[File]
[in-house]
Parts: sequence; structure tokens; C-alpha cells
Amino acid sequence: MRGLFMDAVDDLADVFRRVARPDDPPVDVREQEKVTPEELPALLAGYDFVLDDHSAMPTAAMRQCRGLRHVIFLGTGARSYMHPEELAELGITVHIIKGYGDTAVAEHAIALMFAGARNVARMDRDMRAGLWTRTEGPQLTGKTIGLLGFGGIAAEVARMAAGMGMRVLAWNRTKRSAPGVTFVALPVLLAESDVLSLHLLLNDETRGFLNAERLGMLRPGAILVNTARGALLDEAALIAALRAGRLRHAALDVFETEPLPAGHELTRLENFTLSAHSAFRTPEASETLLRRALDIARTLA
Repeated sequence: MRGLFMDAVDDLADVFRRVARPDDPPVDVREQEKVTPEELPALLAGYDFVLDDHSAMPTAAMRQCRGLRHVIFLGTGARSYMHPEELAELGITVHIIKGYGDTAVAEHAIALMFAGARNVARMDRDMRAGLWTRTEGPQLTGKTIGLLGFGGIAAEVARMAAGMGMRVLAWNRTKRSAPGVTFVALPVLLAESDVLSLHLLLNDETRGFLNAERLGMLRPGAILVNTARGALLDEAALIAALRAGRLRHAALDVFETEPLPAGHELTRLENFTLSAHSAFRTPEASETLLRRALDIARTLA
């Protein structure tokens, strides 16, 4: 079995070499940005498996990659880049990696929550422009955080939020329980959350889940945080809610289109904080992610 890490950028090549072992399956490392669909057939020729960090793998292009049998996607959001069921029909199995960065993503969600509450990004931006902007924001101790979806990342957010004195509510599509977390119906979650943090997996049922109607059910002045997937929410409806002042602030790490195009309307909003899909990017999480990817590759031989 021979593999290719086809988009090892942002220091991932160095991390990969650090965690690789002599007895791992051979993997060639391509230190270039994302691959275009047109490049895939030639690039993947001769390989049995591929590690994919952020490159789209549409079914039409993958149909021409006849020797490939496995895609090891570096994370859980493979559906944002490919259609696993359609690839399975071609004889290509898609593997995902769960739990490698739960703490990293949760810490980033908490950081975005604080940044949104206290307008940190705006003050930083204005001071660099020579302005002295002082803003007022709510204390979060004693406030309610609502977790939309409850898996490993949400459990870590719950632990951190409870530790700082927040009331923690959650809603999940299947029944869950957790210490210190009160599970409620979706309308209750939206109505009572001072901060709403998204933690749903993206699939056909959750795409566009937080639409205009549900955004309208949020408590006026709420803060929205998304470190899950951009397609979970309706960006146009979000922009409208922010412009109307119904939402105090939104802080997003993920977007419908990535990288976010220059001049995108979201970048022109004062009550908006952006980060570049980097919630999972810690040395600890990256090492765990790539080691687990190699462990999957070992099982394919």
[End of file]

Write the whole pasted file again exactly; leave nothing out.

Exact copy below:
[in-house]
Parts: sequence; structure tokens; C-alpha cells
Amino acid sequence: MRGLFMDAVDDLADVFRRVARPDDPPVDVREQEKVTPEELPALLAGYDFVLDDHSAMPTAAMRQCRGLRHVIFLGTGARSYMHPEELAELGITVHIIKGYGDTAVAEHAIALMFAGARNVARMDRDMRAGLWTRTEGPQLTGKTIGLLGFGGIAAEVARMAAGMGMRVLAWNRTKRSAPGVTFVALPVLLAESDVLSLHLLLNDETRGFLNAERLGMLRPGAILVNTARGALLDEAALIAALRAGRLRHAALDVFETEPLPAGHELTRLENFTLSAHSAFRTPEASETLLRRALDIARTLA
Repeated sequence: MRGLFMDAVDDLADVFRRVARPDDPPVDVREQEKVTPEELPALLAGYDFVLDDHSAMPTAAMRQCRGLRHVIFLGTGARSYMHPEELAELGITVHIIKGYGDTAVAEHAIALMFAGARNVARMDRDMRAGLWTRTEGPQLTGKTIGLLGFGGIAAEVARMAAGMGMRVLAWNRTKRSAPGVTFVALPVLLAESDVLSLHLLLNDETRGFLNAERLGMLRPGAILVNTARGALLDEAALIAALRAGRLRHAALDVFETEPLPAGHELTRLENFTLSAHSAFRTPEASETLLRRALDIARTLA
């Protein structure tokens, strides 16, 4: 079995070499940005498996990659880049990696929550422009955080939020329980959350889940945080809610289109904080992610 890490950028090549072992399956490392669909057939020729960090793998292009049998996607959001069921029909199995960065993503969600509450990004931006902007924001101790979806990342957010004195509510599509977390119906979650943090997996049922109607059910002045997937929410409806002042602030790490195009309307909003899909990017999480990817590759031989 021979593999290719086809988009090892942002220091991932160095991390990969650090965690690789002599007895791992051979993997060639391509230190270039994302691959275009047109490049895939030639690039993947001769390989049995591929590690994919952020490159789209549409079914039409993958149909021409006849020797490939496995895609090891570096994370859980493979559906944002490919259609696993359609690839399975071609004889290509898609593997995902769960739990490698739960703490990293949760810490980033908490950081975005604080940044949104206290307008940190705006003050930083204005001071660099020579302005002295002082803003007022709510204390979060004693406030309610609502977790939309409850898996490993949400459990870590719950632990951190409870530790700082927040009331923690959650809603999940299947029944869950957790210490210190009160599970409620979706309308209750939206109505009572001072901060709403998204933690749903993206699939056909959750795409566009937080639409205009549900955004309208949020408590006026709420803060929205998304470190899950951009397609979970309706960006146009979000922009409208922010412009109307119904939402105090939104802080997003993920977007419908990535990288976010220059001049995108979201970048022109004062009550908006952006980060570049980097919630999972810690040395600890990256090492765990790539080691687990190699462990999957070992099982394919």